In many areas, algorithms operate much like our heuristics. They are formalized versions of our informal rules. They therefore tend to be constrained by their programming. Great strides have been made in machine learning—i.e., an inductive, rather than deductive, approach where machines derive rules from observed behavior instead of being specifically programmed. But the algorithms we interact with today generally lack the fluidity and flexibility to deal with nuance, subtlety, and subtext. They excel at scale but are limited when it comes to scope. They are deep but narrow. For now.

These are real constraints. But they are different constraints than those that necessitate bounded rationality. Time and limited cognitive load, two of our greatest pitfalls, are areas where the machines already exceed us. Computing power keeps getting faster and cheaper. Humans not so much.

Last post, I introduced a simple-to-understand application of analytics using billing data. Next post, I will introduce a related application of algorithms. I am using billing quite deliberately. Just about everyone hates invoice generation and review. Streamlining or improving the billing process is perceived as an opportunity to be rid of oppressive labor, not as a threat.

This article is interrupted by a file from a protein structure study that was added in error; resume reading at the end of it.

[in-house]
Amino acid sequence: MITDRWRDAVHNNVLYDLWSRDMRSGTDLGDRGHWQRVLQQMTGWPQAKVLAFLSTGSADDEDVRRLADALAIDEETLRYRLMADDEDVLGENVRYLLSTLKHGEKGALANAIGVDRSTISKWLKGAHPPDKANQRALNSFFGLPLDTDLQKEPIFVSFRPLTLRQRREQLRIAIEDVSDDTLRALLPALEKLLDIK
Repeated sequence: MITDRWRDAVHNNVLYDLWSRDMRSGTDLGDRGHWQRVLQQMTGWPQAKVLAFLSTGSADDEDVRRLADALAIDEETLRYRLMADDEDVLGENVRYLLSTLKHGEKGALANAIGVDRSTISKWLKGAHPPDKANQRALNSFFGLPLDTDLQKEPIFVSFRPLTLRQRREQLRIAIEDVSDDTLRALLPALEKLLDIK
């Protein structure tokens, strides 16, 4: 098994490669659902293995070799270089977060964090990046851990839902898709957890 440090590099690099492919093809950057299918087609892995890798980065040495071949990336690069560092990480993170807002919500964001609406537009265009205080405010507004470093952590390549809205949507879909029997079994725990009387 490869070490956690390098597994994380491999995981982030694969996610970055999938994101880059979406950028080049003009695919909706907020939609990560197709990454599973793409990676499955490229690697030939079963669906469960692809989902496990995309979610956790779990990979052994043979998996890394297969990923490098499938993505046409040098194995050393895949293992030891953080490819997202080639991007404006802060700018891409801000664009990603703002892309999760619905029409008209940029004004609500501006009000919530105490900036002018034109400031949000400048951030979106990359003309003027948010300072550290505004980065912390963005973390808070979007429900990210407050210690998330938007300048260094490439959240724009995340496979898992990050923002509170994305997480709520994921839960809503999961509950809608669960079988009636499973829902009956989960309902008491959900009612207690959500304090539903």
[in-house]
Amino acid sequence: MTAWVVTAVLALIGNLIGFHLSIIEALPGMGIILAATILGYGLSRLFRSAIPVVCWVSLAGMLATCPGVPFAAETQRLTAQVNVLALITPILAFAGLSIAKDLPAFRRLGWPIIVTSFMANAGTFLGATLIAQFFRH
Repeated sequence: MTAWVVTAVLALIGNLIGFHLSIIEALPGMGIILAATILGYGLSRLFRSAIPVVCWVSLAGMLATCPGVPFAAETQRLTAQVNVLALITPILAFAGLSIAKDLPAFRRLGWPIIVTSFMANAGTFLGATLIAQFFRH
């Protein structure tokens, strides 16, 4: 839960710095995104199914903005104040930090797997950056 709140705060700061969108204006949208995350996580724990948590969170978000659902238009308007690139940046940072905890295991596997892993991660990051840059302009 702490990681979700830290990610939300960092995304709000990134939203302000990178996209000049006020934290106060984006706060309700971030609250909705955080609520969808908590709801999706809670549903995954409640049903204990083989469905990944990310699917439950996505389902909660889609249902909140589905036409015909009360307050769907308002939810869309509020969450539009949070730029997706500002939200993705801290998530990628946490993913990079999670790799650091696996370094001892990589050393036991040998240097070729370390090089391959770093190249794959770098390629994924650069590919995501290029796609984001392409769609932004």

One of the best ways I’ve found to talk to lawyers about our increasingly symbiotic relationship with machines is to focus on the areas where the machines seem most like the appliances they are. ATMs, sprinklers, and dishwashers are, after all, robots. Yet none of them stoke the Promethean fear that we are taking our relationship to nature too lightly, introducing power we cannot control, and sowing the seeds of our own destruction.

As an inveterate tinkerer, I spend much time in and around legal tech. I am aware of no company that is actually working on a technology to replace the seasoned, skilled practitioner from my opening paragraph. I am only familiar with technologies that would augment, leverage, support, scale, enhance, or streamline what they do. Some of these technologies are promising. Some are not.

I would strongly suggest that the next time you come across a headline about an artificially intelligent robot lawyer, you actually read the text and discern whether the technology described therein comes anywhere close to the popular conception of intelligence, a robot, or a lawyer. The answer is likely to be “no” on all three counts. But that the technology is neither a robot, nor intelligent, nor a lawyer does not mean that the technology is not a useful tool for a lawyer.

D. Casey Flaherty is a consultant at Procertas. Casey is an attorney who worked as both outside and inside counsel. He also serves on the advisory board of Nextlaw Labs. He is the primary author of Unless You Ask: A Guide for Law Departments to Get More from External Relationships, written and published in partnership with the ACC Legal Operations Section. Find more of his writing here. Connect with Casey on Twitter and LinkedIn. Or email [email protected].